Obama forces Soros to return money

George Soros (Spencer Platt / Getty Images / AFP)
If you have a million dollars to throw towards marijuana legalization, you probably are doing pretty well off.

It shouldn’t come to a surprise then that, after practically bankrupting the UK and earning billions of dollars without flinching, George Soros is throwing in the towel in regards to the investment circuit.

Apparently Soros has had enough of the regulations that are making the money-making game not quite as fun anymore. Now he’s giving money back to investors.

Hedge fund magnate, philanthropist and old rich guy George Soros announced today that, from now on, he will only be managing money for his family and himself. The unexpected announcement marks the end of a nearly four decade career in investing that allows him to currently sit on around $25 billion.

In a letter from sons Jonathan and Robert Soros, both deputy chairmen of Soros Fund Management LLC, the brothers write that “An unfortunate consequence of these new circumstances is that we will no longer be able to manage assets for anyone other than a family client as defined under the regulations.”

The Soros family adds, “We wish to express our gratitude to those who chose to invest their capital with Soros Fund Management LLC over the last nearly 40 years. We trust that you have felt well rewarded for your decision over time.”

The Soros Fund currently holds onto around $1 billion from outside investors but will be returning it before 2012.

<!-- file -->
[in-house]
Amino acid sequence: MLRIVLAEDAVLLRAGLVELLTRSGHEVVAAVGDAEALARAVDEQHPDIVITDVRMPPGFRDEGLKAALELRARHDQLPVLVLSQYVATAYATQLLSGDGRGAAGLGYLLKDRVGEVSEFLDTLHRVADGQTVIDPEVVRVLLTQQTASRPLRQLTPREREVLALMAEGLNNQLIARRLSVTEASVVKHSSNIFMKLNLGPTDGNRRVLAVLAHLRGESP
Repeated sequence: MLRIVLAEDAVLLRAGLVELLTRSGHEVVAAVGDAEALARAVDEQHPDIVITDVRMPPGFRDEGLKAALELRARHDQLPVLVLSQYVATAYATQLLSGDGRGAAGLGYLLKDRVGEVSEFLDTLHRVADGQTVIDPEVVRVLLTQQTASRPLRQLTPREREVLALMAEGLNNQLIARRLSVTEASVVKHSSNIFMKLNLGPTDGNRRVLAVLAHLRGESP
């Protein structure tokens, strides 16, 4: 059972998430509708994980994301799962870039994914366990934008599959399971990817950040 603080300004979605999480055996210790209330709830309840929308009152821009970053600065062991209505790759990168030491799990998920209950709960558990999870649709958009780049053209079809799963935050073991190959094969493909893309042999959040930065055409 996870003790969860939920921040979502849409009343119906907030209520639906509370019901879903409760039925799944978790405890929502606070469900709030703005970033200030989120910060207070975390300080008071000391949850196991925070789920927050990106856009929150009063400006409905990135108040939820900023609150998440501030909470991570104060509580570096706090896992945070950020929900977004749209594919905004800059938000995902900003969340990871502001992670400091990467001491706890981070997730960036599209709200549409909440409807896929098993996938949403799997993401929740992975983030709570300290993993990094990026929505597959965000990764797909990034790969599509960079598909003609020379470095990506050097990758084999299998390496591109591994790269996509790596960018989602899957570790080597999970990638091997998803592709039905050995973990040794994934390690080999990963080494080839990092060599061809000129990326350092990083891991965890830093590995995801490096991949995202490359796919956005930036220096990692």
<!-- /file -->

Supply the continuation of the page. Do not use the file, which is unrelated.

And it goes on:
One billion might seem like a lot, but is only a fraction of what Soros is worth. In 1992 he bet against the British pound and made that much just through short selling sterling. He’s also contributed another $8 billion to various charities and organizations during the last 30 years. In 2010 he gave one million towards support of California's Proposition 19, aiming to legalize marijuana.

Under new regulations, hedge funds worth more than $150 million will have to report more information to the Securities and Exchange Commission and be subject to periodic inspections. The Soros sons respond to this by noting that, until now, they had relied “on other exemptions from registration which allowed outside shareholders whose interests aligned with those of the family investors to remain invested in Quantum,” referencing its trademark Quantum Endowment Fund. “As those other exemptions are no longer available under the new regulations, Soros Fund Management will now complete the transition to a family office that it began eleven years ago.”